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Some CLT Success Stories

Whether in rural or urban communities, an area suffering from disinvestment or made unaffordable by holiday homes… For all this, and everything in-between, CLTs put communities in the driving seat.

The Community Land Trusts Network has put together some excellent success stories in various parts of the country. Check them out below and here

Lyme Regis CLT – gaining planning permission in an AONB

Lyme Regis CLT in Dorset is in an area of outstanding natural beauty. Restrictions on available land and building mean any plots that become available command high prices. And planning consent is notoriously hard to gain. But the CLT, with its community support, gained consent even where it was recommended to be turned down. 

Like many other picturesque seaside towns, housing for local people has become increasingly expensive and unavailable, with local people, especially young people and small families finding it hard to get accommodation allowing them to stay in the town. House prices and rents are high when compared to average local incomes. 

Lyme Regis CLT was set up to create affordable housing for people with a local connection. Having identified a potential site at Timber Hill for 17 homes for affordable rent, they were able to gain agreement with the landowner because they would be creating affordable housing as a rural exception. A developer wouldn’t have been allowed to build market value on the houses. Community Housing Fund money enabled pre-planning development.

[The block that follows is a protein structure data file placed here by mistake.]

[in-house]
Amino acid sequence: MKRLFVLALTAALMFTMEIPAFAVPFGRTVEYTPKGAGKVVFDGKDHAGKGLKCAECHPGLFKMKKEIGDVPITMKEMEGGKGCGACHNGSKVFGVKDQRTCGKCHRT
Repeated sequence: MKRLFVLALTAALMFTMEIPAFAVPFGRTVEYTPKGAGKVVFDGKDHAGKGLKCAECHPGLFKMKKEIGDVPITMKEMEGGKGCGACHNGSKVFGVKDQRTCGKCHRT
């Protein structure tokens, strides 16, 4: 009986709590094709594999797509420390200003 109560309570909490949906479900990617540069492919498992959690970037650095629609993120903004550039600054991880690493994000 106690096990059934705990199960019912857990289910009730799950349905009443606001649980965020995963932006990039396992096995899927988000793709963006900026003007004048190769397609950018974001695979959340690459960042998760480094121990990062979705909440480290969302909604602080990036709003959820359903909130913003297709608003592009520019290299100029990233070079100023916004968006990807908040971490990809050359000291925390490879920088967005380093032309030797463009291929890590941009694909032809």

Community engagement happened right from the start – public meetings, publicity in the local newspaper and talking with the Town Council. It would prove essential to gaining planning consent. 

When the planning permission application went before the council, officers recommended it be turned down. However, a delegation of supporters from the community, the partner housing association Yarlington, the architects Boon Brown, the Town Council, and Wessex CLT Project spoke in its favour. The proven support from the community and partners was persuasive and the Committee unanimously agreed to accept the plans. The first residents moved in in February 2018.

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